Agile projects present their own challenges to the testing team. Unclear project scope, multiple iterations, minimal documentation, early and frequent testing needs and active stakeholder involvement all demand special and diverse skills from the testing team. Some of the essential skills are illustrated here:

Resource Management
The Agile approach required a mixture of test skills – usually held across one team. Test resource will be required to define the scenarios and test cases, conduct manual testing alongside the developers, write automated regression tests and execute the automated regression packs. As the project progresses, specialist skills will be required to cover further test areas that might include integration and performance testing. The availability of a pool of professional test resources offers the scope for effective resource management across the agile project life cycle. There should be an appropriate mix of domain specialists who plan and gather requirements in addition to test engineers who will have multiple skill sets and own the test execution.

The benefits of independent testing will not be realized unless good communication exists between the testers, developers, business analysts and project stakeholders. The iterative model of development and the frequency of releases mandate that all teams have a common understanding of the user requirements. The testing teams should be skilled in the use of change management tools. The communication model used by the testing team itself must enable both regular and ad-hoc project updates from various parties engaged in the project. The testing team should adopt the most efficient and effective methods of conveying information to the developers, project stakeholders, domain specialists using a combination of face-to-face conversation, meetings and workshops, phone calls, email and WebEx meetings.

Another key success factor for Agile Development is the implementation of quality governance processes such as configuration management. Typically, an organization that has no processes in place will be in chaos. As formal processes are implemented the organization will be able to follow a repeatable and consistent delivery method. Organizations considering the use of Agile should ensure that configuration management, change management, project management and release management are in place. Testing teams which bring with them best practices and are accredited with globally recognized certifications (e.g. TMMi, CMMi, ISO etc.) will be able to help organizations accelerate testing and enable lower cost of quality to be achieved.

Companies which adopt Agile projects should note the importance of engaging test teams at project initiation. This will ensure an accelerated delivery of working software. If Agile projects are to achieve customer satisfaction and ROI then time, cost and quality must be controlled and balanced. To ensure accelerated delivery of working software which conforms to the desired quality, the testing team should be involved from the beginning of every iterative development cycle and not just after the first couple of sprints. The testing team must develop the necessary mindset for an Agile project. Their own agility and flexibility is essentially the key to their success in the project.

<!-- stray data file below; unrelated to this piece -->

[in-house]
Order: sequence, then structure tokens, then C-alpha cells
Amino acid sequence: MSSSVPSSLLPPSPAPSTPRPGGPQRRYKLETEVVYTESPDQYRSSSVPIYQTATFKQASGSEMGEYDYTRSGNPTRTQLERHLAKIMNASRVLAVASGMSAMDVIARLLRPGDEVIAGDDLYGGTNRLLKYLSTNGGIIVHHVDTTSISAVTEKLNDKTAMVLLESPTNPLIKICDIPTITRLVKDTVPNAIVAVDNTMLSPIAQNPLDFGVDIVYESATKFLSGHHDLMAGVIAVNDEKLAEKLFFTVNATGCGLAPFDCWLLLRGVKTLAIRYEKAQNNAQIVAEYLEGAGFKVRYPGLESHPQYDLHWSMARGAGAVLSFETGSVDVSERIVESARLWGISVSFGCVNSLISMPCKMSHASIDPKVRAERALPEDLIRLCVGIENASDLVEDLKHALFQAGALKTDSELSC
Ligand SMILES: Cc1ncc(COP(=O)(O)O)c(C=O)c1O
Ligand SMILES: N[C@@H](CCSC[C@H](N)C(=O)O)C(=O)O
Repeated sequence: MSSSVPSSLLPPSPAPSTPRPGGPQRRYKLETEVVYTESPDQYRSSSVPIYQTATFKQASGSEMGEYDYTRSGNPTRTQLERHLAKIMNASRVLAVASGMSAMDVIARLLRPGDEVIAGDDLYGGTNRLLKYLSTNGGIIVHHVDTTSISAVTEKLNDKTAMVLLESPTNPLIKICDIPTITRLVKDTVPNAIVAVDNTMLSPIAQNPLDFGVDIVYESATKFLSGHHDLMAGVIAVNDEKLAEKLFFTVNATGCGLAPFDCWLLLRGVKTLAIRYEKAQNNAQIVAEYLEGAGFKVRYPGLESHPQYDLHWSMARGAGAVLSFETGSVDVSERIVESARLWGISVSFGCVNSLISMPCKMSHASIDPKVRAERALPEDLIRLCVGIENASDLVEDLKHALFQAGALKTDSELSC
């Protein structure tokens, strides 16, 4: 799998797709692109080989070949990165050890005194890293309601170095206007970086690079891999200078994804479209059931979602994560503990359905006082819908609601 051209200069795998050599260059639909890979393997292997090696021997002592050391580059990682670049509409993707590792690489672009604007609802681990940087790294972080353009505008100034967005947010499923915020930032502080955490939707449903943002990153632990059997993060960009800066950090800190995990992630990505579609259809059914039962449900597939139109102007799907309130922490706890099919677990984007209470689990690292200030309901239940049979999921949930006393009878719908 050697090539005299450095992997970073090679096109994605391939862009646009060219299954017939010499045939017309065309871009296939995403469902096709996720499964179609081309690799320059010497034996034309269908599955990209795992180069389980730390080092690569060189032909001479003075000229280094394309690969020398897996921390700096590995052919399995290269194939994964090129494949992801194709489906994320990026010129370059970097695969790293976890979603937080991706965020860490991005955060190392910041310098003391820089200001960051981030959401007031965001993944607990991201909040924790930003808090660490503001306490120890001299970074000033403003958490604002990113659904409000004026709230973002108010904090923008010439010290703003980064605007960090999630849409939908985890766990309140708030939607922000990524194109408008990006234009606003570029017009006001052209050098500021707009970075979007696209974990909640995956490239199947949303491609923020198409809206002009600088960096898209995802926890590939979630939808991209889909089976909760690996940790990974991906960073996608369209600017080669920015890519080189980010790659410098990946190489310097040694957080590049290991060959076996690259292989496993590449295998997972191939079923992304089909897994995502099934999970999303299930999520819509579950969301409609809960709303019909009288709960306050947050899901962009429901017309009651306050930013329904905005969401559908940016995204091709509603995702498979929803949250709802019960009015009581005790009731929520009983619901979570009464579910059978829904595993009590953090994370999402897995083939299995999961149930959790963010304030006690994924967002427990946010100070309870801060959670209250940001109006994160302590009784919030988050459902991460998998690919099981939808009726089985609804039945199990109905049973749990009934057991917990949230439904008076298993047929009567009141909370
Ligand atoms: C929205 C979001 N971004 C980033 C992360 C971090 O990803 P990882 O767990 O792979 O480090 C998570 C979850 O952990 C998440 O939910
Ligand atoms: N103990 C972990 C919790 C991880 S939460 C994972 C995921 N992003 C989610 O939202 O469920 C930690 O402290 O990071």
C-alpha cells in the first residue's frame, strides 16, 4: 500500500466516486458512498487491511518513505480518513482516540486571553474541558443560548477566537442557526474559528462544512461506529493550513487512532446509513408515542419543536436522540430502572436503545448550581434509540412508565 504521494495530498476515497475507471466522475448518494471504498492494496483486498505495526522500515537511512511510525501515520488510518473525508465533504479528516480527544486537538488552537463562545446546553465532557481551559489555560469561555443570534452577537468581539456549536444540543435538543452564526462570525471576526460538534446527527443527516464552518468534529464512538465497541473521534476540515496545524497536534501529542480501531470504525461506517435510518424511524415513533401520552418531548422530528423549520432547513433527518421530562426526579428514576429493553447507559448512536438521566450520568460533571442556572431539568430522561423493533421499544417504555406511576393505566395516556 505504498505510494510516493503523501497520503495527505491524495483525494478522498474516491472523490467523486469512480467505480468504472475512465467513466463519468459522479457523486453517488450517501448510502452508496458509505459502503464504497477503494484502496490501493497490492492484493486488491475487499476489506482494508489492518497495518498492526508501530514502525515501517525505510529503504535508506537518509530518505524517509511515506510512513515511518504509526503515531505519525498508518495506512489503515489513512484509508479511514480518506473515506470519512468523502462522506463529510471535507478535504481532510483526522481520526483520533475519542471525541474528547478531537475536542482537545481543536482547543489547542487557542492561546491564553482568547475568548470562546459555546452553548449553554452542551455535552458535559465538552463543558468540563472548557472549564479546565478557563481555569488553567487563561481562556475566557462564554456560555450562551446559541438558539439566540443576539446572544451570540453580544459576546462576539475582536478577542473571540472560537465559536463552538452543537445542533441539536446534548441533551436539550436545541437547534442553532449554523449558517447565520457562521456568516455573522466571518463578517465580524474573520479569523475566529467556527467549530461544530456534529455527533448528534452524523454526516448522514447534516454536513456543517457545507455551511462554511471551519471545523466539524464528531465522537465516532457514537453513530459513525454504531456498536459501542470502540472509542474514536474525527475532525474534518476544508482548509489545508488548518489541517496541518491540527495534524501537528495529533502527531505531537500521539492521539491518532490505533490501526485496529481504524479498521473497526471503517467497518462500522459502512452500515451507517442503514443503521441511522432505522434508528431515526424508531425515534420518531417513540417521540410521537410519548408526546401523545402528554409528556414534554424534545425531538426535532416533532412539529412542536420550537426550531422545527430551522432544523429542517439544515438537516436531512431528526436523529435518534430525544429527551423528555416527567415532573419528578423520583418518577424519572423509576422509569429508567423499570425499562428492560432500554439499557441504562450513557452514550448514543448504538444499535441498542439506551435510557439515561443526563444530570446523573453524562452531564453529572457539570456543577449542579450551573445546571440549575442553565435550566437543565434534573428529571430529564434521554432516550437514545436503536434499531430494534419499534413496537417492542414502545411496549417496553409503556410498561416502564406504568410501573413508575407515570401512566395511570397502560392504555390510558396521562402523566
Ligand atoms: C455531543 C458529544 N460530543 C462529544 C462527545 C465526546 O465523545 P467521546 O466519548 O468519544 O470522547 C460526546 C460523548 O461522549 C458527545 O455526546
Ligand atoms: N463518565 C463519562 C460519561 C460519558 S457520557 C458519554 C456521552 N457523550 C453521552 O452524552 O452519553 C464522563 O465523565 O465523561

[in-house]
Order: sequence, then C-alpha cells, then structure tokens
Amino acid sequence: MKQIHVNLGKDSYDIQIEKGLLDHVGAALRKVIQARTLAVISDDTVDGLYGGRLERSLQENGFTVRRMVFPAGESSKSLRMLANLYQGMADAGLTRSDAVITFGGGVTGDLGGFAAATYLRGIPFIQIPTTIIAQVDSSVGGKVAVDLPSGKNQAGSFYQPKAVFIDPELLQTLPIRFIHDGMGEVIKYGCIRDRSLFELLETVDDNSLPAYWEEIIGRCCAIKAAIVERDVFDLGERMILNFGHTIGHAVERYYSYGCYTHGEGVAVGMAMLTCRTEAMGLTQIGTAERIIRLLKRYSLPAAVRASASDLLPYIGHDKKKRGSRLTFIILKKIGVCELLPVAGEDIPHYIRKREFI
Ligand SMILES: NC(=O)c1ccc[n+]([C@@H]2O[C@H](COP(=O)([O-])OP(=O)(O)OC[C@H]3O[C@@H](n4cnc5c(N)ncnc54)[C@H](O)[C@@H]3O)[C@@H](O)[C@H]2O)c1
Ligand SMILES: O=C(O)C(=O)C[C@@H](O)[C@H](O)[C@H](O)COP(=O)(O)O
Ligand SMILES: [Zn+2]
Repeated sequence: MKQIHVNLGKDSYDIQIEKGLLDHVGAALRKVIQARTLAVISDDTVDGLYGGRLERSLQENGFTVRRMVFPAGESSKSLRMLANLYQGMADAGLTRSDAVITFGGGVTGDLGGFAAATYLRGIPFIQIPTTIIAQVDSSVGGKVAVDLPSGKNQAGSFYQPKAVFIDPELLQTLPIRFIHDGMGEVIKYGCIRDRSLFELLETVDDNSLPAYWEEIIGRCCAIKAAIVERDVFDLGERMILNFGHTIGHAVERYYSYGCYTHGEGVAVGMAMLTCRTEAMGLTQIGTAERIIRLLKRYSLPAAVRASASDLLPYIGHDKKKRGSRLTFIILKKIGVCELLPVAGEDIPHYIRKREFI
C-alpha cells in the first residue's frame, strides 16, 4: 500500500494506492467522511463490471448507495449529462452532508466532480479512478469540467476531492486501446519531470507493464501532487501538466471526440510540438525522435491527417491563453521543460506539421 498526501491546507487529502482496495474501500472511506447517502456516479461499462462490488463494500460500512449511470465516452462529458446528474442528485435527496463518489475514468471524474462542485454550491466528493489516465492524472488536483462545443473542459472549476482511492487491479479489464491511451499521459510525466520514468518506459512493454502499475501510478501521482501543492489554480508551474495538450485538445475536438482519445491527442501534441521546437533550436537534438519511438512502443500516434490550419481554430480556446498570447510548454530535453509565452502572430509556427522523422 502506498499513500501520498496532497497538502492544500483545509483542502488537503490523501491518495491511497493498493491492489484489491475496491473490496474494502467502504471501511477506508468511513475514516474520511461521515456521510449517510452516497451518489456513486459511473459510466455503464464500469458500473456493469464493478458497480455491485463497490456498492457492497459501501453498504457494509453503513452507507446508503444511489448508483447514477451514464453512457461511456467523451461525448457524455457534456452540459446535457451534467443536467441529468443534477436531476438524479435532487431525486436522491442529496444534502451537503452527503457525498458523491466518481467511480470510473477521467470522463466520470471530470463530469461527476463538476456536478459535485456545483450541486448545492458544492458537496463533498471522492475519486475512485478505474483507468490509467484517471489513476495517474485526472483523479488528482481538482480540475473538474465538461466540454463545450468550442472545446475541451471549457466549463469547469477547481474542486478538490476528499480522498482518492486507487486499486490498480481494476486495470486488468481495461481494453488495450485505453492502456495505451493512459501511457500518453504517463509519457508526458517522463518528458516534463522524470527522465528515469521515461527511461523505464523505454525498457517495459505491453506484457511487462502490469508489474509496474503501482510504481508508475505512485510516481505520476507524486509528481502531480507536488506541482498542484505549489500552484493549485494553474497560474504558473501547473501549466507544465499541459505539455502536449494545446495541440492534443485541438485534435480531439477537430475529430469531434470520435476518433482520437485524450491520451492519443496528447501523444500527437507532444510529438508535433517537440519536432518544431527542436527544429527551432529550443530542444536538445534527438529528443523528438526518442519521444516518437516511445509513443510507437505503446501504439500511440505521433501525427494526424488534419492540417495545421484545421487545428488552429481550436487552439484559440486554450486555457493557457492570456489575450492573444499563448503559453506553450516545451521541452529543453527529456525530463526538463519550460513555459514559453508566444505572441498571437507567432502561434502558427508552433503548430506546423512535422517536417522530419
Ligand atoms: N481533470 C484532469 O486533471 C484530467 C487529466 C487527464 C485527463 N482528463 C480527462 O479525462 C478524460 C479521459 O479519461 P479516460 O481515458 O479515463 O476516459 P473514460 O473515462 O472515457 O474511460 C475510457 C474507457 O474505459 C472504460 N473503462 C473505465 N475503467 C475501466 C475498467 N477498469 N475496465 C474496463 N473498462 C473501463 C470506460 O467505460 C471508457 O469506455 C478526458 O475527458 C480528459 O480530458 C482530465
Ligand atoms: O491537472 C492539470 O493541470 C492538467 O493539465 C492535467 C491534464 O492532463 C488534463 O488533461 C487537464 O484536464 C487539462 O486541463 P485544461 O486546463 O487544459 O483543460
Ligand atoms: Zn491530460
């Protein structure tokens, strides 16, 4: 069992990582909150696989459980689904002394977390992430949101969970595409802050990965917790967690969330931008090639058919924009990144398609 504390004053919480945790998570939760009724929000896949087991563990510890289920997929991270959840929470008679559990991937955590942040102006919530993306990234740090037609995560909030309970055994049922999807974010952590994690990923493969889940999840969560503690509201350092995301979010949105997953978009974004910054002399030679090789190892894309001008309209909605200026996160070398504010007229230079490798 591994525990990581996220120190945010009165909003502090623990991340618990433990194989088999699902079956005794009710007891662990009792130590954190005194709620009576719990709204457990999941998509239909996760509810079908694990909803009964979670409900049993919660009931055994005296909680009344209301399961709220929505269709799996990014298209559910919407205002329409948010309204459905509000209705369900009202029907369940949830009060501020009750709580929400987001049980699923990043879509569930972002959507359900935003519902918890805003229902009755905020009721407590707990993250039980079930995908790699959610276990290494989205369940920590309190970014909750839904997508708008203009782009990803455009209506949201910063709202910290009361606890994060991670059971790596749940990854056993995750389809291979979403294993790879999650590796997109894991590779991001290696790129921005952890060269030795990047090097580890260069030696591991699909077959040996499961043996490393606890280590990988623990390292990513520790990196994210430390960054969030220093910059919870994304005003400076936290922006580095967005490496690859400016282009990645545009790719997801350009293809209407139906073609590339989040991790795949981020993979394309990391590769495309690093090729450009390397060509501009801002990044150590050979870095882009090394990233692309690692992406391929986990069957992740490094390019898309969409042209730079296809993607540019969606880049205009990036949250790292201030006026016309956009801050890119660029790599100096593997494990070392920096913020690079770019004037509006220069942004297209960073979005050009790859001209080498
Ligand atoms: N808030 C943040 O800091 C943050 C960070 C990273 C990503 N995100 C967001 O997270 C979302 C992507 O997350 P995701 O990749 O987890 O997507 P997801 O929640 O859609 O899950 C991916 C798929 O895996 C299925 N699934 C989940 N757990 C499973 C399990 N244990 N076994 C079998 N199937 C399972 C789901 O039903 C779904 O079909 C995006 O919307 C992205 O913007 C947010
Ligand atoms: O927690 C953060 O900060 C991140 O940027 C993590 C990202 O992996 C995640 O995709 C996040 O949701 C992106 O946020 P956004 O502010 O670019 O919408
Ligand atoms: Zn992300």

Tuesday, October 6, 2009

Incident Management

Incident logging, incident management.

Since one of the objectives of testing is to find defects, the discrepancies between actual and expected outcomes need to be logged as incidents. Incidents should be tracked from discovery and classification to correction and confirmation of the solution. In order to manage all incidents to completion, an organization should establish a process and rules for classification.

Incidents may be raised during development, review, testing or use of a software product. They may be raised for issues in code or the working system, or in any type of documentation including requirements, development documents, test documents, and user information such as “Help” or installation guides.

Incident reports have the following objectives:

o Provide developers and other parties with feedback about the problem to enable identification, isolation and correction as necessary.
o Provide test leaders a means of tracking the quality of the system under test and the progress of the testing.
o Provide ideas for test process improvement.

Details of the incident report may include:

o Date of issue, issuing organization, and author.
o Expected and actual results.
o Identification of the test item (configuration item) and environment.
o Software or system life cycle process in which the incident was observed.
o Description of the incident to enable reproduction and resolution, including logs, database
dumps or screenshots.
o Scope or degree of impact on stakeholder(s) interests.
o Severity of the impact on the system.
o Urgency/priority to fix.
o Status of the incident (e.g. open, deferred, duplicate, waiting to be fixed, fixed awaiting retest,
o Conclusions, recommendations and approvals.
o Global issues, such as other areas that may be affected by a change resulting from the
o Change history, such as the sequence of actions taken by project team members with respect
to the incident to isolate, repair, and confirm it as fixed.
o References, including the identity of the test case specification that revealed the problem.

Configuration Management

Configuration management (CM) is a field of management that focuses on establishing and maintaining consistency of a system's or product's performance and its functional and physical attributes with its requirements, design, and operational information throughout its life. For information assurance, CM can be defined as the management of security features and assurances through control of changes made to hardware, software, firmware, documentation, test, test fixtures, and test documentation throughout the life cycle of an information system.

Software configuration management: